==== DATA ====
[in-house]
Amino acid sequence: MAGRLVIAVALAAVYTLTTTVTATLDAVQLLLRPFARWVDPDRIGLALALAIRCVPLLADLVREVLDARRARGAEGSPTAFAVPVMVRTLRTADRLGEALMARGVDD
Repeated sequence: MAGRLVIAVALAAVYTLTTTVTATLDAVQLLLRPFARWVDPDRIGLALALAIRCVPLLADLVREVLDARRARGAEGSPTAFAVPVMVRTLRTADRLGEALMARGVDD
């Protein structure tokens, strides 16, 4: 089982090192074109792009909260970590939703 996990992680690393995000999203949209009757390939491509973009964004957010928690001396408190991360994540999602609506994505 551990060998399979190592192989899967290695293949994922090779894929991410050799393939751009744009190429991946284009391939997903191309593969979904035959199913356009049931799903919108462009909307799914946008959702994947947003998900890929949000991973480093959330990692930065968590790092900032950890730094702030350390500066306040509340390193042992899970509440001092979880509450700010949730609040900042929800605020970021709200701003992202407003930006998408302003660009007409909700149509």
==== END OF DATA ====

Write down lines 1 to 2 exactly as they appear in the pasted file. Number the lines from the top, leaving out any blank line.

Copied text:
[in-house]
Amino acid sequence: MAGRLVIAVALAAVYTLTTTVTATLDAVQLLLRPFARWVDPDRIGLALALAIRCVPLLADLVREVLDARRARGAEGSPTAFAVPVMVRTLRTADRLGEALMARGVDD